Flexible, low cost, in fruit flavors: these are some of the characteristics of the third generation of photovoltaic panels. Like those made from blueberries by Cyanine Technologies Spa, a start-up founded in 2006 with a turnover that totaled 150,000 euros last year, currently in the experimental stages in Settimo Torinese.
Instead of silicon, the new modules function with organic or metallorganic pigments that are capable of absorbing light and cost much less than the traditional modules. First of all because the cells are so thin they can actually be printed right onto the surface of application, which has obvious advantages from the production standpoint.
Next because silicon (in crystals) accounts for 60% of the cost of a traditional panel. As regards the solutions offered by the so-called organic photovoltaic panels, the type that at the moment appears ready to be sold consists of hybrid cells that reproduce the mechanism used by plants to convert sunlight into energy. «We are testing nine modules that measure 30 centimeters each, for a total of one square meter of photovoltaic area exposed, with a nominal power of 60 Watts and an energy efficiency of 6%» Giuseppe Caputo, scientific director of Cyanine Technologies, explains to Panorama Economy.
The company is 56% owned by the Settimo Torinese-based ASM group of municipal service companies, through Pianeta Srl. But why blueberries? «The pigments in blueberries, from which we get our artificial dyes, have the advantage of being free of metals. This makes them ideal for our purpose», Caputo tells us. «But, he adds, we could do the same with eggplants, prickly pears or red oranges».
The modules being tested at Settimo are not the only ones in Italy: the organic solar cell center of the Lazio Region has developed a pilot production line for the new photovoltaic panels. With a cost of 5 million euros, it will serve as a technological platform for companies interested in the product. The energy efficiency is around 11%, and the Roman panels also use berries.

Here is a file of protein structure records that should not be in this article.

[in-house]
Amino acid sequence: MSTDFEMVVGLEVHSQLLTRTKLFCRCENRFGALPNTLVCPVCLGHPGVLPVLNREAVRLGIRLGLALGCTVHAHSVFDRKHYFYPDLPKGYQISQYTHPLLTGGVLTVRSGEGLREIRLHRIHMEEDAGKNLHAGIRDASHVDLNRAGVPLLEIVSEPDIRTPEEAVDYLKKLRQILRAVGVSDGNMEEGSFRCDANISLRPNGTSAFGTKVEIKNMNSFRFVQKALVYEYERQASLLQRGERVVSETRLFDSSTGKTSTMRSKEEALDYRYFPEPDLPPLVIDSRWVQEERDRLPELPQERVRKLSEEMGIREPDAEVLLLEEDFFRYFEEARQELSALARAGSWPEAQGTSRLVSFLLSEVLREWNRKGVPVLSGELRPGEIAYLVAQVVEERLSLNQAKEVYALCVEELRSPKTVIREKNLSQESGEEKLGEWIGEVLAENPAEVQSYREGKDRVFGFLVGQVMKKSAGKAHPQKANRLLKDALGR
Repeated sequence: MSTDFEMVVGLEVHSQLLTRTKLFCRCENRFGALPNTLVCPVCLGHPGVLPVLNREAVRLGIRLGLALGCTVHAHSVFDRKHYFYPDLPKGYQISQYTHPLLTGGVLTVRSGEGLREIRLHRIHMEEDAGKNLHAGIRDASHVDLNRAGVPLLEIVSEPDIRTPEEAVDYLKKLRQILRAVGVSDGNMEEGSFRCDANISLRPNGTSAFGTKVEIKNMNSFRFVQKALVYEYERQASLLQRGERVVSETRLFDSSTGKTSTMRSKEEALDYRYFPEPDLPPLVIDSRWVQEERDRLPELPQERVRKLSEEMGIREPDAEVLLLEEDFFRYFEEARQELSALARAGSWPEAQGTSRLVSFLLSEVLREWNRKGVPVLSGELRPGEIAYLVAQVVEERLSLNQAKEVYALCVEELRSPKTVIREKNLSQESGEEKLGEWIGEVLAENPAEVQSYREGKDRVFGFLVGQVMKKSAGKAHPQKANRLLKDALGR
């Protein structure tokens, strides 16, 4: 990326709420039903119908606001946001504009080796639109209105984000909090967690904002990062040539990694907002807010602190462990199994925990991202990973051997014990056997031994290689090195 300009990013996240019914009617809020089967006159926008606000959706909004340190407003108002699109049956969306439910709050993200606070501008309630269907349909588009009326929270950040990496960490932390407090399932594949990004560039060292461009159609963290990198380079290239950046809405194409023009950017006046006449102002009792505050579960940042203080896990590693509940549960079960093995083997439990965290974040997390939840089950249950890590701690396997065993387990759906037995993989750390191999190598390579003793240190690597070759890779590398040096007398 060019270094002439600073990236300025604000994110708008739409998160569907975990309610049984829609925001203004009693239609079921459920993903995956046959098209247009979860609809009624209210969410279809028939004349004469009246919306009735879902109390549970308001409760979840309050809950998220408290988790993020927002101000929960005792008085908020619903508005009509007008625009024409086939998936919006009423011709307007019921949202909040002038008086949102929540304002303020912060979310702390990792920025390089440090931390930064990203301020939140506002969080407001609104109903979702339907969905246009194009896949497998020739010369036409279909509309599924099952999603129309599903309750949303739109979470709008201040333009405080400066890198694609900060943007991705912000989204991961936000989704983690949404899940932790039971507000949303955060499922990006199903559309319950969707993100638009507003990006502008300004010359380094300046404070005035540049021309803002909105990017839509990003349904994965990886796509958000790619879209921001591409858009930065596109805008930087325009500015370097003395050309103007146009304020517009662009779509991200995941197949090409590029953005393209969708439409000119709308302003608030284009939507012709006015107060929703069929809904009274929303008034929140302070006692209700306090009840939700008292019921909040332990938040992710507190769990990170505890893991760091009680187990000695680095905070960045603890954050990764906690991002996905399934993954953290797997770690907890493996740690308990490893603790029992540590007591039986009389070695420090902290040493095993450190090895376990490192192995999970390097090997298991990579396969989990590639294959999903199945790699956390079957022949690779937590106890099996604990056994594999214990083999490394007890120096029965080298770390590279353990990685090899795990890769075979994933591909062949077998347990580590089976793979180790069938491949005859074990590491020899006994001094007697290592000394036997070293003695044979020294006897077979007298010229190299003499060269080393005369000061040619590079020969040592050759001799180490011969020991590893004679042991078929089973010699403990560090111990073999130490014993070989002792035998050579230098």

Efficiency is one of the aspects that need a great deal of work and that, for the time being, make these organic modules less competitive than the traditional types. Another problem is durability, which is still limited, but the experts believe it can be extended up to 20 years.
Organic photovoltaic panels are preparing for the great leap onto the market. «You have to bear in mind that it is one thing to produce microcells measuring a few centimeters, with high energy efficiency, and quite another to manufacture large panels and install them on the walls of buildings» explains the scientific director of Cyanine Technologies.
The main problem, for him, really consists of this, and it's hard to disagree. In the meantime, from the U.S. to China, there are numerous start-ups that, like the Piedmont plant, are working on the latest generation of solar cells. One is the American company Konarka, based in Massachusetts, that is already marketing small modules for consumer electronics. Another is the Australian company Dyesol which, after initiating contacts for the realization of production plants for organic modules in Greece and Turkey, now hopes to conquer the States.